Killarney honours Culloty, but 'Bailey' looks a banker
Killarney kicks off its three-day festival tomorrow with a decent jumps spread that will also incorporate a civic reception for Jim Culloty, the Gold Cup-winning trainer, who continues to enhance his status as the town's most illustrious racing personality.
Now based in Churchtown, Co Cork, Culloty is set to make a guest appearance along with each of his four Gold Cups, three of which he won aboard Best Mate prior to causing a huge upset in the Prestbury Park showpiece with the Davy Russell-ridden Lord Windermere.
Russell will join him on stage, but it is Kerry's distinguished son who is being honoured.
"It is a very nice gesture by the management of Killarney Racecourse and Killarney Town Council to invite me there on Sunday," Culloty said of the accolade.
"Obviously, winning the Gold Cup at Cheltenham with Lord Windermere promotes a bit of interest about the place which is good. I am from Killarney, so I am only too happy to support the track and it will be a nice occasion for my family and friends."
On the track, the €15,500 Malton Chase is the feature event. A field of five will go to post for the two-and-a-half-miler, but just two matter on official figures, with Foildubh and Baily Green both boasting snippets of Grade One form.
A staying-on fifth to Boston Bob in the Punchestown Gold Cup, John Ryan's Foildubh has 2lb in hand on ratings, but he must concede all of 7lb to Mouse Morris' charge.
Second to Bog Warrior over this trip at Navan when he failed to make the most of a soft lead, Baily Green then stayed on honestly when fourth to Sizing Europe at Punchestown.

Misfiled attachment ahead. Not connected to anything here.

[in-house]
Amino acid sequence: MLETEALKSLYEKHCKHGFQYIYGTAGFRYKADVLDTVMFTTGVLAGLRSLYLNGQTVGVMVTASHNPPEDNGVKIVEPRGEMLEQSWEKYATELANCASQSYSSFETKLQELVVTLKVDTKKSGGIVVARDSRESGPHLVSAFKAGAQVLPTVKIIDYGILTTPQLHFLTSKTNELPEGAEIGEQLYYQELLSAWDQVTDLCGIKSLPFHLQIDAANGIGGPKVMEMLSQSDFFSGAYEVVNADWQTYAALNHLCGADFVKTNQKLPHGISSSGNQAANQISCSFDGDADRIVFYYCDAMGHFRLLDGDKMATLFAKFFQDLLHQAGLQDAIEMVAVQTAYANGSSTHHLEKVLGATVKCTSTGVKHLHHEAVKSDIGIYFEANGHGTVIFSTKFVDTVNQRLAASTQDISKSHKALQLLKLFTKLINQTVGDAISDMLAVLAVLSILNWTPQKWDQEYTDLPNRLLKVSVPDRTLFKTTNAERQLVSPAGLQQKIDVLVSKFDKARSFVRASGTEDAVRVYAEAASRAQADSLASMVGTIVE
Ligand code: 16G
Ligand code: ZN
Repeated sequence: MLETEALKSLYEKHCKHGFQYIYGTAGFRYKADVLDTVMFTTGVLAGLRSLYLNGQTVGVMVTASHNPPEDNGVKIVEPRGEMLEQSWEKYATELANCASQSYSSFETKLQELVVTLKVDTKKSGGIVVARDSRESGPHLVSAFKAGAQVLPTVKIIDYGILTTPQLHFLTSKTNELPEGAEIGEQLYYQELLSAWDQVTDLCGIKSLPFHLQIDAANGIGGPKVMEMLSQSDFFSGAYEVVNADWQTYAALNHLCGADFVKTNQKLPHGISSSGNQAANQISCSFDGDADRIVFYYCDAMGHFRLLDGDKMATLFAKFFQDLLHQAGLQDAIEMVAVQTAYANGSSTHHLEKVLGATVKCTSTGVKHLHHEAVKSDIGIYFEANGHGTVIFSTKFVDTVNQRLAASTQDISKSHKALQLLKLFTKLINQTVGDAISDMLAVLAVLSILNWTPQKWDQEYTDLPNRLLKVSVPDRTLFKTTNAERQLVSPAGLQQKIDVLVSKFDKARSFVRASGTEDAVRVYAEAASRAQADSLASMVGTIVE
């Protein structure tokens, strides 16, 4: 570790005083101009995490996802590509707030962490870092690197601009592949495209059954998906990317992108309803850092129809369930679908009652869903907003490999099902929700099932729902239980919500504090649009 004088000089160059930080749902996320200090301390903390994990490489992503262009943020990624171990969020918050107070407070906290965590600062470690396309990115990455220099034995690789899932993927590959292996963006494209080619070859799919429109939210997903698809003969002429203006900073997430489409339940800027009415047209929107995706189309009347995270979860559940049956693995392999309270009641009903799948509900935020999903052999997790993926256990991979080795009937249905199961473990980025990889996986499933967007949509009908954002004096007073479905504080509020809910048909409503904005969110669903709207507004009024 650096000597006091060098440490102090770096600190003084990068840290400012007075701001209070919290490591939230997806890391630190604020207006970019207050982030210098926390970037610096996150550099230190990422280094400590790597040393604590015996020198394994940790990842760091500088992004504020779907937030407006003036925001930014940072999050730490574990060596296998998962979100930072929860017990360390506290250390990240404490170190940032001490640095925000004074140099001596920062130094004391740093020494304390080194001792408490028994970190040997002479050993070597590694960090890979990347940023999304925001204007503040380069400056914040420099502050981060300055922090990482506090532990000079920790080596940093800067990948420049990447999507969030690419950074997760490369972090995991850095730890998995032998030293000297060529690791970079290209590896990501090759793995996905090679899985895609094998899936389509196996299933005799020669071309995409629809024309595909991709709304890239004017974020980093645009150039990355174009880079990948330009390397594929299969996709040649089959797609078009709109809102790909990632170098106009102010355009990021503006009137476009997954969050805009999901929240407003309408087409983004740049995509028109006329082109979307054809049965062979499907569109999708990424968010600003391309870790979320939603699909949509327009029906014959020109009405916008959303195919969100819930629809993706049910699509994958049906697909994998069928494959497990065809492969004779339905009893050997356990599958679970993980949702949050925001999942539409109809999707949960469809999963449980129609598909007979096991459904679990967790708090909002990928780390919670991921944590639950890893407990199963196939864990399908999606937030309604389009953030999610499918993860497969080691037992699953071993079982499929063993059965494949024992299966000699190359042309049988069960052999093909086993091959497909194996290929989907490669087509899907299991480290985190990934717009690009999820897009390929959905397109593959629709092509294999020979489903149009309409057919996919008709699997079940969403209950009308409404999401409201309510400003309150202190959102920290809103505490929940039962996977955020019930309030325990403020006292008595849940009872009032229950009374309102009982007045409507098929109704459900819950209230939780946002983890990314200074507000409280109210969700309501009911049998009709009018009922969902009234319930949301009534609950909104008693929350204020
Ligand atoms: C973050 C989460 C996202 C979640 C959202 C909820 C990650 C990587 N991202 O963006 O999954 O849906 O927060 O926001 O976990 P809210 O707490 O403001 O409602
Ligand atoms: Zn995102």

That confirmed his reputation as a nearly horse, but the return to this trip on ground that is being given as yielding should prove ideal.
While David Casey's mount has been frustrating, with conditions in his favour here, he warrants the nap vote.
The opening Michael Doyle Memorial Maiden Hurdle sees the similarly enigmatic Indian Icon bid to break its duck over flights at the seventh time of asking.
It is probably the most clear-cut chance that Dessie Hughes' charge has had, but preference is for Mckinley, a smart Curragh maiden winner that debuts for Willie Mullins and Ruby Walsh now.
Robert Tyner and Philip Enright have a strong hand in the subsequent two hurdles with Sir Abbot and Way Up In The Air, which blundered away its chance early on at Punchestown.
The JP McManus-owned Sir Abbot ran out a smooth winner of a Ballinrobe last month, so he stands out as the most interesting prospect in an otherwise middling maiden hurdle.
Meanwhile, the aforementioned Walsh was on the mark at Cork last night when he parntered Pink Hat to her first victory over hurdles.
Despite being an easy-to-back 7/2 chance in the Carbon Group Rated Hurdle, the dual bumper winner seemed to appreciate the good ground conditions after being quickly sent into the lead by her rider.
The Willie Mullins-trained mare looked like she had a battle on her hands when headed by favourite Kandinski at the third last, but, she fought back to regain the lead and score convincingly.